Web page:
The truth is, diffipated pleasures involve the mind in a hurry which excludes reflection, and a too frequent use of them confequentially produces an habitual selfishness. Nay even in fedater difpofitions when the fprings of pity have been, from any cause, denied their play, they infenfibly lose their tone, and we come at laft to look, with a liftlefs indifference, on human calamities, as fo many neceffary evils, from which we are totally detached, and which it is not in our power either to prevent or relieve."

But neither heedlefs levity, nor calm infenfibility, can really make us happy. The beauties of an Elyfium would be loft on us, were we to run through thein, in a rapid purfuit after fome diftant, ftill receding phantom or crawl along in a state of dozing inattention, to every thing but a few unimportant objects immediately before our feet. To be truly happy, we must reflect. If we reflect, we cannot but compare, and muft confequently be struck with the contrafted

contrafted view of our own felicity and the woe of others. This will awaken every tender sensation, and focial fympathy will naturally arife from confcious happiness.

If fuch valuable effects are produced by a review of our prefent poffeffions, how infinitely muft they increafe, when we carry our thoughts beyond this spot, and open to them the delightful view of a happy eternity! If our ftores here are great, those that are in referve for us are not to be mea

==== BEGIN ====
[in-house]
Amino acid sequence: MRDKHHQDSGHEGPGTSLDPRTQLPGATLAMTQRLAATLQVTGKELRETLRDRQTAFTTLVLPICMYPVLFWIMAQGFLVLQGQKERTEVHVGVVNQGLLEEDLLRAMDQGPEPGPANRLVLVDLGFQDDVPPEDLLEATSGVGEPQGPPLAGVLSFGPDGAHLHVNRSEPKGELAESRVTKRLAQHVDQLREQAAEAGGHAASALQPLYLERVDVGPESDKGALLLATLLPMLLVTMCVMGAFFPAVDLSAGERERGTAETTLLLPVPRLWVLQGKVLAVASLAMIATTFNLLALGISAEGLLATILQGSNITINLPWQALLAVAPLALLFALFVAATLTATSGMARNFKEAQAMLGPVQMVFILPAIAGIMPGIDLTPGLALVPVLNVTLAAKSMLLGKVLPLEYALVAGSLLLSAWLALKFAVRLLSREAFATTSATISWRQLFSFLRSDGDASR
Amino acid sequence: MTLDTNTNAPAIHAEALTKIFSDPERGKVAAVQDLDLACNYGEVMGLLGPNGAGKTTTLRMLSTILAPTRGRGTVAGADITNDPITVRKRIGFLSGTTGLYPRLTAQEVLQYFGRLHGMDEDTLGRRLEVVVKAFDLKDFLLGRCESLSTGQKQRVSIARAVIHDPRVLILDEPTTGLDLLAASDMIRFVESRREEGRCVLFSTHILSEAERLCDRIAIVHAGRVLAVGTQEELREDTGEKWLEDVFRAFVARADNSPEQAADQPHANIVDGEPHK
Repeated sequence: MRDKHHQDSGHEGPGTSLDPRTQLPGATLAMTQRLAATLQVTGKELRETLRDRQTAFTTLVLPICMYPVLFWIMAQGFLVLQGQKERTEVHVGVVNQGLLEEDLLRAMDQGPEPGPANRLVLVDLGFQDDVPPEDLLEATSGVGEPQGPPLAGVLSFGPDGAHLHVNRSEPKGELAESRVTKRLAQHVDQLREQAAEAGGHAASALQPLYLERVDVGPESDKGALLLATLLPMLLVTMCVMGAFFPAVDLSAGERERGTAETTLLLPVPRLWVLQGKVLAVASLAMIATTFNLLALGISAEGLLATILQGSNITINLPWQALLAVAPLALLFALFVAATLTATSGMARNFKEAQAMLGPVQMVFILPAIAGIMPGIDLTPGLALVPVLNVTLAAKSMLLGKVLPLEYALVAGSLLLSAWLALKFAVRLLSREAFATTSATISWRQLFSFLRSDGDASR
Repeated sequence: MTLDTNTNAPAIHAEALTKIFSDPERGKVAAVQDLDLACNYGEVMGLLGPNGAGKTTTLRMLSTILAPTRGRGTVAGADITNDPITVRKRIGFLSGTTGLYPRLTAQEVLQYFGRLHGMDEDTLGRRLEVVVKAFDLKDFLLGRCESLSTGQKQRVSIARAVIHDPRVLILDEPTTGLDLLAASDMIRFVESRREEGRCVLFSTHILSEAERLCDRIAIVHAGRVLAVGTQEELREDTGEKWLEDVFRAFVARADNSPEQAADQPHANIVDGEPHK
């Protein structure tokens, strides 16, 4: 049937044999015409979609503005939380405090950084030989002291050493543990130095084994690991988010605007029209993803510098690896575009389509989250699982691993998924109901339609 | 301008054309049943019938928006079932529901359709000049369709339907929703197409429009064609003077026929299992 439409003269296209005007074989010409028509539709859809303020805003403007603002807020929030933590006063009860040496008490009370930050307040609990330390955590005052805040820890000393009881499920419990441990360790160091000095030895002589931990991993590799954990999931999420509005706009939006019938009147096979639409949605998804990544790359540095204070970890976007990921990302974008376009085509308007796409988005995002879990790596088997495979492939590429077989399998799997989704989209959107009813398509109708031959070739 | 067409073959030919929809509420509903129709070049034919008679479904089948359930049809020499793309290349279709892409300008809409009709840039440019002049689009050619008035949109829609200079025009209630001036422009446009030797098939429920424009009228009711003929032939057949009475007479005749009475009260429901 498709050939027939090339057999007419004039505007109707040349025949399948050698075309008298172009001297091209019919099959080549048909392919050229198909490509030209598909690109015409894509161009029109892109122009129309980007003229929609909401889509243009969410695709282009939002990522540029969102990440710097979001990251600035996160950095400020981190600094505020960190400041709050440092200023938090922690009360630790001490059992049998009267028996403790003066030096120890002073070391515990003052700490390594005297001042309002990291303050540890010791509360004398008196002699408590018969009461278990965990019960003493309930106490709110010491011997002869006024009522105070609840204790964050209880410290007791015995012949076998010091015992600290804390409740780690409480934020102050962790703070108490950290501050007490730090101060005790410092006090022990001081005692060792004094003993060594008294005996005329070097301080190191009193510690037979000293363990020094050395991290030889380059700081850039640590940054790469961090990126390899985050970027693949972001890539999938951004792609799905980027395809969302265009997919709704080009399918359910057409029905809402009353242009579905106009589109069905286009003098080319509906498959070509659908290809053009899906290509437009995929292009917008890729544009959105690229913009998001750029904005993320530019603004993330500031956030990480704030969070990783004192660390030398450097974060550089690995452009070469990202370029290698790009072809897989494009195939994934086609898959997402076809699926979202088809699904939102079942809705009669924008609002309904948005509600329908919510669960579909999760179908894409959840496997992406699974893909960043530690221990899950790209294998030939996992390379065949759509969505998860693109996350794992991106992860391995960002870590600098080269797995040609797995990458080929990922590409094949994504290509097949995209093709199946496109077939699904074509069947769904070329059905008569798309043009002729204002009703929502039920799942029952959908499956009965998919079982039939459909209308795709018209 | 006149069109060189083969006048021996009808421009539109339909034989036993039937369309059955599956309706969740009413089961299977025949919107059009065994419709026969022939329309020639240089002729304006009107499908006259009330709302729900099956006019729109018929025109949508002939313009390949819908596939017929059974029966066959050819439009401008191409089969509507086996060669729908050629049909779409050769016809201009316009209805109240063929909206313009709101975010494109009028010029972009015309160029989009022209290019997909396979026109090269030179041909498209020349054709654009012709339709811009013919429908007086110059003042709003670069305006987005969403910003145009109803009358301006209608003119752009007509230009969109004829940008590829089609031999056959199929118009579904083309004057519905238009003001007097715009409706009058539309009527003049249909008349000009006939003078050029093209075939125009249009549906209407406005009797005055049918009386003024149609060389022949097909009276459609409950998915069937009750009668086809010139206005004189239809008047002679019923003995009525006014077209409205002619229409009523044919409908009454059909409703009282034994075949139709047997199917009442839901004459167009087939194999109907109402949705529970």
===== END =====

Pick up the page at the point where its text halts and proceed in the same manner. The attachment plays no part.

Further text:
fured by the imagination. These are contemplations which we cannot too frequently indulge. They open and enlarge the heart, raife us above every low, fordid, and felfifh affection, and extend the circle of benevolence as wide as the creation.

Every word of our religion is benignity. And it is very obfervable, that the great founder of it, in establishing it's authenticity, nev er difplayed his power in any acts of mere often ta tion. No removing of mountains, nor disturbing of the elements: but every miracle which he wrought, tended to relieve the pains, the diseases, and the diftreffes of human life; nor was the courfe of nature ever interrupted, but with a view to the prefent as well as future happiness of man.

It feens peculiarly proper to give a scope to reflections of this kind at a time when we commemorate thofe great mysterious events, by which the clouds and darkness, which before hung over futu rity, have been withdrawn, and the awfully-pleafing fcene is laid open to our view. Devotion fhould now rife into fervency, and our activity in difpenfing bleffings, fhould evince how ftrongly we are affected by the great and numberless bounties beftowed upon ourfelves. Where the obliga.ions are infinite, and


the benefactor infinitely above a poffibility of repayment, an ardent gratitude in an honeft breaft might have been attended with an uneasy sensation. The goodness of Providence has prevented this. It has transferred the debt, and placed the wretched before us to receive it. To add to human happiness, or leffen the fum of calamity, is the most acceptable offering that can be made to that GREAT BEING who is BENEVOLENCE itself.

No. 7.

I am, Sir, &c.

·Neque enim lex æquior ulla eft Quam necis artifices arte perire fua.

Monday, April 16, 1770.


AVING received many valuable favours from my correfpondents, which I fhall lay before my readers from time to time, I felect for this day's paper the following

letter, which, as it contains a very curious piece of hiftory, will, I doubt not, contribute much to their entertainment.



To Mr. FLYN.



The horrid crime of taking away a man's life by poison, which has been lately attempted in this city, and the extraordinary manner in which it was disco